I’ve always admired the work of filmmaker Mike Binder a bit more than most (particularly the underrated gem Reign Over Me, though also many of his smaller comedies as well), particularly in terms of the material he gives his actors. As such, I’ve had my eye on this bit of would be awards bait (or more accurately now, would have been) since it was first announced. Re-teaming with Kevin Costner after The Upside of Anger was so well received (and snubbed for Oscar attention, I might add) almost a decade ago, they can’t quite recapture the magic here with Black or White, though Costner does turn in what is easily one of his very best performances to date in his career. Without him, this would be a rough film to sit through at times, though far from a bad one. It’s just that Binder gives Costner such a juicy part (his first as a grandfather, I believe) that he’s the main reason this is the minor success it is. I think that it’s really a shame that this never got the awards traction for Costner that he deserves, as it’s a part worthy of recognition. There are strong supporting turns from Anthony Mackie and particularly Octavia Spencer, along with young actress Jillian Estell, but Costner is the core. This drama tries to tackle race and certain aspects of society while also playing it safe, which isn’t exactly a recipe for success or a particularly effective combination, though a strong finish does help to mostly balance it all out. For Costner’s work at least, Black or White is a film well worth seeking out. You’ll almost certainly be impressed with the acting on his part, if not from the entire cast.
Elliot Anderson (Costner) is a still grieving widower when we first meet him. He’s just buried his wife (Jennifer Ehle), leaving him as the sole guardian of their granddaughter Eloise (Estell). Their daughter has passed on as well, while Eloise’s junkie father Reggie (Andre Holland) is currently out of the picture. Elliot isn’t the first person you’d assume could be both a grandfather and a legal guardian, as the older attorney has what appears to be developing a drinking problem, though he clearly loves his granddaughter. Eloise’s maternal grandmother Rowena (Spencer) loves her too, and is concerned that Elliot isn’t going to be able to fully give her the attention she needs. When she expresses that to him, and even suggests Eloise live with her a bit, Elliot chafes at the idea and a feud begins to brew. Eventually, Rowena takes it to the point of bringing on her lawyer brother Jeremiah (Mackie) to file a custody suit. Further complicating things is the re-emergence of Reggie, who seems to want to be in Eloise’s life again. Elliot clearly just wants to take care of his granddaughter, and so does Rowena, but soon it’s a battle between two stubborn people, with a little girl caught in the middle. There are some iffy subplots, but as the film moves into a third act court battle, the heart and soul of the picture becomes clear.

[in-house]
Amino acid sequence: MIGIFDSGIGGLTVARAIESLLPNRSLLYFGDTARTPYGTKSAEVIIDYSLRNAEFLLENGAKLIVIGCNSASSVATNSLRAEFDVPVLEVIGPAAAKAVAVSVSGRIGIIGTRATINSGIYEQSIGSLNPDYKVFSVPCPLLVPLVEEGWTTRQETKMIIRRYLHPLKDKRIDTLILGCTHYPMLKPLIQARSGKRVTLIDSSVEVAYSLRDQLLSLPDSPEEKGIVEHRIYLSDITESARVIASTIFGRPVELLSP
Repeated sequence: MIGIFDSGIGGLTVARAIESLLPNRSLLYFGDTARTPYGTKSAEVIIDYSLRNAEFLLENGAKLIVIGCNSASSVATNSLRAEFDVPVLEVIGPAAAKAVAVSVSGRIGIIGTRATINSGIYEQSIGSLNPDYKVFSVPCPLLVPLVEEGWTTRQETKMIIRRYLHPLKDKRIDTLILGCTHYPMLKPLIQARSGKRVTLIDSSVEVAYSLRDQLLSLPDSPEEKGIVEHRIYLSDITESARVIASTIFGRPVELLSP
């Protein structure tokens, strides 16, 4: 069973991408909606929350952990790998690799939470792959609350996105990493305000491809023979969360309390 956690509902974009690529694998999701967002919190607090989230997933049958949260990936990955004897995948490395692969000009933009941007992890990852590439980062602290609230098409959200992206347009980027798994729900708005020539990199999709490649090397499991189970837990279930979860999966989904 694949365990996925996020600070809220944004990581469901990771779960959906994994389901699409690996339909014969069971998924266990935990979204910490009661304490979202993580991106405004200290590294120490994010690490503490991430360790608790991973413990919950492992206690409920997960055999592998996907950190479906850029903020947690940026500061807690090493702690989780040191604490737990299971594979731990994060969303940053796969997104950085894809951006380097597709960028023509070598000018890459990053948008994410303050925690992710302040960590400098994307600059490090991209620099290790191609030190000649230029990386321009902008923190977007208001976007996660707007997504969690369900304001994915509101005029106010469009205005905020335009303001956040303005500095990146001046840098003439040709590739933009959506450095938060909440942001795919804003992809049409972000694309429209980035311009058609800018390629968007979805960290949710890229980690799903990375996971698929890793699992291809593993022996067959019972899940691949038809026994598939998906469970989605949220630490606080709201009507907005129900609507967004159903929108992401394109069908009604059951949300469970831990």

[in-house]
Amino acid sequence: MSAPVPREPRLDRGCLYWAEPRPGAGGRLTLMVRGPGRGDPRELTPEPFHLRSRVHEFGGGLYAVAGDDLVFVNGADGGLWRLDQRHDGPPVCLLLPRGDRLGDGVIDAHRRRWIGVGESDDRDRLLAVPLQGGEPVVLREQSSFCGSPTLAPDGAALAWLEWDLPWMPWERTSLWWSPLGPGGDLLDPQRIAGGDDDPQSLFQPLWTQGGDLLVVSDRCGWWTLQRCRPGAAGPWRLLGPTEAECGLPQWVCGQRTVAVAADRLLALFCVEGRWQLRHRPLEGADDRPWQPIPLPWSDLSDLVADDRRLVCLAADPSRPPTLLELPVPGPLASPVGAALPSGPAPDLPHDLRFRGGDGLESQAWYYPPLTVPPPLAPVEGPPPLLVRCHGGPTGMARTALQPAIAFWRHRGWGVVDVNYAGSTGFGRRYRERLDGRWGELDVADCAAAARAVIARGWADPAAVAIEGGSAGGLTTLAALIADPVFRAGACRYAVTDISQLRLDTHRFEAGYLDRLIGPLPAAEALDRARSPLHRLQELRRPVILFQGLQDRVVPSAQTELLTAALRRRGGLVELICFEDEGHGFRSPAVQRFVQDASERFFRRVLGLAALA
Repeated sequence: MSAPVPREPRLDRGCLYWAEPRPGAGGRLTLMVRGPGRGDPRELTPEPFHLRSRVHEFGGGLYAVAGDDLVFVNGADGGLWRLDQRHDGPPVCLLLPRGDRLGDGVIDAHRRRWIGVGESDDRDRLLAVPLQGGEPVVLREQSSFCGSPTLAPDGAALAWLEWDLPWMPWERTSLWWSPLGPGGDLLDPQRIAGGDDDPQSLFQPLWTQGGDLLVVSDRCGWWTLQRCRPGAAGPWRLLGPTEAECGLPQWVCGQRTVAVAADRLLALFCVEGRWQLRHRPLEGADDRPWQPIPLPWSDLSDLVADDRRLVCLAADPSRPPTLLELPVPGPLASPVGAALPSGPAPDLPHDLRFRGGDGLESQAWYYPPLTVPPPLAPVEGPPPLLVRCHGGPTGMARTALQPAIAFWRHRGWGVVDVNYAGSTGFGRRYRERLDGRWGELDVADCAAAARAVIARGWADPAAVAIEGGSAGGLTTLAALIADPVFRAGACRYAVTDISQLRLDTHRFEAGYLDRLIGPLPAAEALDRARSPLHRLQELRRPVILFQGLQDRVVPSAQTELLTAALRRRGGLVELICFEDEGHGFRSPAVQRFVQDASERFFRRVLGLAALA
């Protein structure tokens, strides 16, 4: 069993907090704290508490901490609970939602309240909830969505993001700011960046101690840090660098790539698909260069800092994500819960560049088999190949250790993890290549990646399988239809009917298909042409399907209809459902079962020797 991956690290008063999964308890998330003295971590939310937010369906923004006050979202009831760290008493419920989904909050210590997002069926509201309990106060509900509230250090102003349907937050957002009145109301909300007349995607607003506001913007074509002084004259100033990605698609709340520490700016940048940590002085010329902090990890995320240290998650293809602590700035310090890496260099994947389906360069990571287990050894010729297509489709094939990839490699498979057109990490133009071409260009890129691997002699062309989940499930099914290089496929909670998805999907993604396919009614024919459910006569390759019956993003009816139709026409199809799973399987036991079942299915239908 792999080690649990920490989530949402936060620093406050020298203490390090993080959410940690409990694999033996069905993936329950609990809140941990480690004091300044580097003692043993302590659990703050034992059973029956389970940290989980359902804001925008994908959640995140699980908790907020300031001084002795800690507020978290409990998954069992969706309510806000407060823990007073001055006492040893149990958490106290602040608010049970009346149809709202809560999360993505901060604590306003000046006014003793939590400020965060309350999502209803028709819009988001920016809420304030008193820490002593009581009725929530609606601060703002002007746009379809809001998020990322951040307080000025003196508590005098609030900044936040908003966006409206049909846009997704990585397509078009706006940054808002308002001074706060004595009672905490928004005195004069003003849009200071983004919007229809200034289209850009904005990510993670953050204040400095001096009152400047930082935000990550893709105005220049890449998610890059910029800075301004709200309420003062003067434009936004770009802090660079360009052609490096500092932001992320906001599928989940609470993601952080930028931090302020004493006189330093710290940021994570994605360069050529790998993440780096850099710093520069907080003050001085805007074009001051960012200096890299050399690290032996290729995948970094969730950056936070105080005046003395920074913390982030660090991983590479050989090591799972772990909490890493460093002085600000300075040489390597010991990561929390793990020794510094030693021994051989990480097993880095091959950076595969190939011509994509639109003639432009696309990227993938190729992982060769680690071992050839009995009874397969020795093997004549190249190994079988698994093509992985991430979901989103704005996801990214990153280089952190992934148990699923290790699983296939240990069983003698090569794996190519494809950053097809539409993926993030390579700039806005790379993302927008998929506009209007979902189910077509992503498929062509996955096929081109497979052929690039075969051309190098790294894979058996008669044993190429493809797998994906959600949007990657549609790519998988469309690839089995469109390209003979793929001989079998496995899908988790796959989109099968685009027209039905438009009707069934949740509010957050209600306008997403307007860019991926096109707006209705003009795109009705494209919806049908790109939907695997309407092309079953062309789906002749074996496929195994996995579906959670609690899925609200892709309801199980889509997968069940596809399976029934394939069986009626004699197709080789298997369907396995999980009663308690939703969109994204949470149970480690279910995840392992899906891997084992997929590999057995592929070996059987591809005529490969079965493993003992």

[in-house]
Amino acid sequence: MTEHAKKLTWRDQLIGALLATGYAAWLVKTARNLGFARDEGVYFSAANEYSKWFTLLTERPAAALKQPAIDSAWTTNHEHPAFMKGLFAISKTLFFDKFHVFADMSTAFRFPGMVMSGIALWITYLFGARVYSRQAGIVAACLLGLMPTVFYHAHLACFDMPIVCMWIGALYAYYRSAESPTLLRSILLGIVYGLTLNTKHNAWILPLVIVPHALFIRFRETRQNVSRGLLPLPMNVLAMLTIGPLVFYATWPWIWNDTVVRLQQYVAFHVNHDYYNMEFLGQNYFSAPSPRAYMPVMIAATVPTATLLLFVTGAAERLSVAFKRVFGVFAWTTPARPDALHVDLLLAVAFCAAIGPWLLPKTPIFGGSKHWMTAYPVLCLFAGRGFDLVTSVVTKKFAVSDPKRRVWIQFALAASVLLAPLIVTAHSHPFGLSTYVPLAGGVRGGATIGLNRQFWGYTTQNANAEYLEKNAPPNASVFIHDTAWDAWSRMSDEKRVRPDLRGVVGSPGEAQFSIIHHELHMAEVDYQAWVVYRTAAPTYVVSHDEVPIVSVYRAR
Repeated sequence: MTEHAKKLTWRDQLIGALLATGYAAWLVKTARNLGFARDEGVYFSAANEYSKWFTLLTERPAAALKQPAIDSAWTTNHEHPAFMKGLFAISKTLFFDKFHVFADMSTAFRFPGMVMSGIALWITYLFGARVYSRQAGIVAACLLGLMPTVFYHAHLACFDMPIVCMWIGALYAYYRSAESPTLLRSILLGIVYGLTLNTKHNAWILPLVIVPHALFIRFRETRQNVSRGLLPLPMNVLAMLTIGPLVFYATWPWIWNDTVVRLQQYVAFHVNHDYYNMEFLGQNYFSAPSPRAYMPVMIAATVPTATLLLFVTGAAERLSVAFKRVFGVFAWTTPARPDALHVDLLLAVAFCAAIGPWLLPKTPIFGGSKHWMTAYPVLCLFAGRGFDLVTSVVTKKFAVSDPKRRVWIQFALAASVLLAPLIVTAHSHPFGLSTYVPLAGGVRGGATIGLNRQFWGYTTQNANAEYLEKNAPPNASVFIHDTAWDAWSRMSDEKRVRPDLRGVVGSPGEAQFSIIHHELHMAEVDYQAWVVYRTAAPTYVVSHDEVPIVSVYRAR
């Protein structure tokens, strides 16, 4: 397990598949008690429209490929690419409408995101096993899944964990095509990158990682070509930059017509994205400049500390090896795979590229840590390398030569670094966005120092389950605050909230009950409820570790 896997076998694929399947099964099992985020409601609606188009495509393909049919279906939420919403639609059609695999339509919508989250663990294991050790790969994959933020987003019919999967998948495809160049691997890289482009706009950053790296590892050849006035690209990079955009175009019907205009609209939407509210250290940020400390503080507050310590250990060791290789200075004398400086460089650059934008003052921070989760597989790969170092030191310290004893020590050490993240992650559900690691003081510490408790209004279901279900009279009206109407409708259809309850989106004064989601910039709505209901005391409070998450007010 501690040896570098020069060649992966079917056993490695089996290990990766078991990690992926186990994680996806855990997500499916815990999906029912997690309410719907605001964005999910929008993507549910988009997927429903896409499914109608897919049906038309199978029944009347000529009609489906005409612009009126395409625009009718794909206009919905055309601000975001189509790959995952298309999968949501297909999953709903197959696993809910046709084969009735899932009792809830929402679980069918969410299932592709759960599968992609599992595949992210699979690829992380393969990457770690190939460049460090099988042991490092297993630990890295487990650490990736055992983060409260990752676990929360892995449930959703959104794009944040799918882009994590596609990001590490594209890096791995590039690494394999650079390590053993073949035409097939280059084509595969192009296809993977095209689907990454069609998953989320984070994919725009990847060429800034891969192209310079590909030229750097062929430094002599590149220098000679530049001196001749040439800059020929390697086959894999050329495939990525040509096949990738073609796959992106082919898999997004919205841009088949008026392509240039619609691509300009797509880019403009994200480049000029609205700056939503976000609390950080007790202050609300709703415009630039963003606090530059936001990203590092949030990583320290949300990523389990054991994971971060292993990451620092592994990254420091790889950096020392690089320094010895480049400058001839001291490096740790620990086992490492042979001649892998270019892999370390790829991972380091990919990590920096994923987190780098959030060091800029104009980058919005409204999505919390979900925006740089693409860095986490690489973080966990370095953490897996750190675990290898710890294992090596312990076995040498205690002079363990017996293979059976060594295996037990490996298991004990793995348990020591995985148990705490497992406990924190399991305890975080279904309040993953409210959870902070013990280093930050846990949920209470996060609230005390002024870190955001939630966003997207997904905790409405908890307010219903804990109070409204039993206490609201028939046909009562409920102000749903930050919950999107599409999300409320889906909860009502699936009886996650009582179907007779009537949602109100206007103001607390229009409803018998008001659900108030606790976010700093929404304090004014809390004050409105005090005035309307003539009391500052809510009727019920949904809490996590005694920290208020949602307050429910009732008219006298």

Kevin Costner has always been an underrated actor to me, and here we have easily one of his five best performances to date. He creates a fully three dimensional character, one who has complicated feelings about race, among other things. Even when the script doesn’t always flesh out the nuances like it should, Costner raises it up and makes you believe that this is a real person. He’s vulnerable and shows his age in a way we’ve never seen from him before. It’s really quite a good performance, especially in a courtroom scene where he makes a big speech. It sounds like it’s cliched, but it really isn’t, particularly in how it fleshes out Costner’s character. Both his chemistry with young Jillian Estell and his sparring with Octavia Spencer are highlights too. Estell manages not to be your standard issue child actor, while Spencer is the firecracker she often is, just here with an added maternal instinct to boot. While Costner initially feels like the one the film is rooting for, there are times when Spencer really makes you think differently. Anthony Mackie is very strong too, though he’s a bit under utilized. Andre Holland is fine, but his character arc goes off the rails in the third act. Jennifer Ehle is mostly a cameo, while comedian Bill Burr shows some solid dramatic chops as Costner’s colleague/friend. Also on hand are Gillian Jacobs, Mpho Koaho, and Paula Newsome, among others, but it’s Costner’s show. No question about that.
Mike Binder is at his best when he’s dealing with lighter moments (with a few exceptions), so some of the dramatic turns in Black or White don’t work nearly as well as in The Upside of Anger, or even in Reign Over Me. At the same time though, the courtroom sequences he stages here are top notch, so there’s definite growth on that end. His direction is crisp and unfussy, as per the usual for Binder, though that’s what this really needs, so you can focus on the strong performances. His writing is a bit of a mixed bag, sometimes really on point and giving his cast tons to work with, while other times shooting them in the foot a little bit instead. It’s far from Binder’s most successful movie, but it’s hardly in his bottom tier either. He does deserve credit for trying something new, which hopefully will lead to more work from the talented filmmaker in the near future.
In the end, Black or White is a small drama that wants to tackle big issues, but works best as a character study and acting showcase for Costner. Fans of his, as well as those of Spencer, will enjoy their back and forth, I have no doubt. While there are some missteps, Binder and company have their hearts in the right place. Without Costner, I’m not sure I’d be recommending this, but with him, Black or White definitely works.
–Thoughts? Discuss in the comments!